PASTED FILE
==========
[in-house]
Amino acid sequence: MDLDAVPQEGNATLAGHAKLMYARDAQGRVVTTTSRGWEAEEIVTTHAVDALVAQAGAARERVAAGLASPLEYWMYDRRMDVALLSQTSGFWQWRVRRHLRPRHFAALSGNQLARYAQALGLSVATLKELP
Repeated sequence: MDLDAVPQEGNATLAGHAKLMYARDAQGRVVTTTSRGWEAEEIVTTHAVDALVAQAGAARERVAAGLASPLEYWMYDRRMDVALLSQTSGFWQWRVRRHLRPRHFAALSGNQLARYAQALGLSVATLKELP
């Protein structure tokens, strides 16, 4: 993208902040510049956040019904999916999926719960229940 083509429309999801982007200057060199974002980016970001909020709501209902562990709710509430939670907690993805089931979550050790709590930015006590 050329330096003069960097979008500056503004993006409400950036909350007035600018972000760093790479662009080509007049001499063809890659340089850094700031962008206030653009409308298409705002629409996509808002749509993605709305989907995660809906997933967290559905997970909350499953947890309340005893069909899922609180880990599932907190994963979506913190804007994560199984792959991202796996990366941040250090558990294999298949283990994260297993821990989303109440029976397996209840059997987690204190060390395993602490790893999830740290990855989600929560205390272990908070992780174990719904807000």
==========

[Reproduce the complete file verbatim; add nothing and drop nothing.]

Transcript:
[in-house]
Amino acid sequence: MDLDAVPQEGNATLAGHAKLMYARDAQGRVVTTTSRGWEAEEIVTTHAVDALVAQAGAARERVAAGLASPLEYWMYDRRMDVALLSQTSGFWQWRVRRHLRPRHFAALSGNQLARYAQALGLSVATLKELP
Repeated sequence: MDLDAVPQEGNATLAGHAKLMYARDAQGRVVTTTSRGWEAEEIVTTHAVDALVAQAGAARERVAAGLASPLEYWMYDRRMDVALLSQTSGFWQWRVRRHLRPRHFAALSGNQLARYAQALGLSVATLKELP
């Protein structure tokens, strides 16, 4: 993208902040510049956040019904999916999926719960229940 083509429309999801982007200057060199974002980016970001909020709501209902562990709710509430939670907690993805089931979550050790709590930015006590 050329330096003069960097979008500056503004993006409400950036909350007035600018972000760093790479662009080509007049001499063809890659340089850094700031962008206030653009409308298409705002629409996509808002749509993605709305989907995660809906997933967290559905997970909350499953947890309340005893069909899922609180880990599932907190994963979506913190804007994560199984792959991202796996990366941040250090558990294999298949283990994260297993821990989303109440029976397996209840059997987690204190060390395993602490790893999830740290990855989600929560205390272990908070992780174990719904807000």